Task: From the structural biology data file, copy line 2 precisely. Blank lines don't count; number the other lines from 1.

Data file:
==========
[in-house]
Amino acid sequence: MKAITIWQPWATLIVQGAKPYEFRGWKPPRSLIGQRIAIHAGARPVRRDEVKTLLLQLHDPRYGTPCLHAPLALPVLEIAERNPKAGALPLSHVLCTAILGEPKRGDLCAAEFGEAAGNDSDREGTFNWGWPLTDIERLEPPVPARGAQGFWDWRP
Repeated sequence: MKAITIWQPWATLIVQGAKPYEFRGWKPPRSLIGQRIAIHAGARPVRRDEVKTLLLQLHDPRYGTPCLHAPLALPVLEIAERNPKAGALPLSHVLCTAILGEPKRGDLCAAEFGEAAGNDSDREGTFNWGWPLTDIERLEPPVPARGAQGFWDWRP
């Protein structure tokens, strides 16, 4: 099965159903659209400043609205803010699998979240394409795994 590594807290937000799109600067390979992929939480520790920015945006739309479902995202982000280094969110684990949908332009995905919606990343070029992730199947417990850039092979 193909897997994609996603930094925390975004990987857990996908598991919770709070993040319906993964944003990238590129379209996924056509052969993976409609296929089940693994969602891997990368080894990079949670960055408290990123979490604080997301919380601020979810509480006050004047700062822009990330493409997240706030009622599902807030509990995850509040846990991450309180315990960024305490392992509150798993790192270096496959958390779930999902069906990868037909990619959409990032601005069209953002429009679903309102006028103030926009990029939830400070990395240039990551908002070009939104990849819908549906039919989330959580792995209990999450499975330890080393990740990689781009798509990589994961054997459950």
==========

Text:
Amino acid sequence: MKAITIWQPWATLIVQGAKPYEFRGWKPPRSLIGQRIAIHAGARPVRRDEVKTLLLQLHDPRYGTPCLHAPLALPVLEIAERNPKAGALPLSHVLCTAILGEPKRGDLCAAEFGEAAGNDSDREGTFNWGWPLTDIERLEPPVPARGAQGFWDWRP